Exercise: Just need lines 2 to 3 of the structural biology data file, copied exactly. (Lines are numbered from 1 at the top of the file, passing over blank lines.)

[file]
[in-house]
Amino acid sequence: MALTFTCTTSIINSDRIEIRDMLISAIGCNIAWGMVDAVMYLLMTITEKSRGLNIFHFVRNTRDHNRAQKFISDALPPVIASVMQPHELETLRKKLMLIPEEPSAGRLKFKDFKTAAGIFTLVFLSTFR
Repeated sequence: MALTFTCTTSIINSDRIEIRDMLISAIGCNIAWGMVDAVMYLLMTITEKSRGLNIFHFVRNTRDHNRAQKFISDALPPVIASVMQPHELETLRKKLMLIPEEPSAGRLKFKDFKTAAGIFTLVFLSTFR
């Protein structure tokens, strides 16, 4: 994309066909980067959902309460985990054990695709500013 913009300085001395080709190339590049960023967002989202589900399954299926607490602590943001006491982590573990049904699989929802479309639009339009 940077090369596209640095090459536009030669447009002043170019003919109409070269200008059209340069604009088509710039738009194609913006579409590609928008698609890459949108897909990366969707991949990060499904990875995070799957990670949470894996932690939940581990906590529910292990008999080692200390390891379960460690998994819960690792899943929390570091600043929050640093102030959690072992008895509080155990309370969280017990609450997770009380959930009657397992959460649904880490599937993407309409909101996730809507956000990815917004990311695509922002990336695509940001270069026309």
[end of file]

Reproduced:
Amino acid sequence: MALTFTCTTSIINSDRIEIRDMLISAIGCNIAWGMVDAVMYLLMTITEKSRGLNIFHFVRNTRDHNRAQKFISDALPPVIASVMQPHELETLRKKLMLIPEEPSAGRLKFKDFKTAAGIFTLVFLSTFR
Repeated sequence: MALTFTCTTSIINSDRIEIRDMLISAIGCNIAWGMVDAVMYLLMTITEKSRGLNIFHFVRNTRDHNRAQKFISDALPPVIASVMQPHELETLRKKLMLIPEEPSAGRLKFKDFKTAAGIFTLVFLSTFR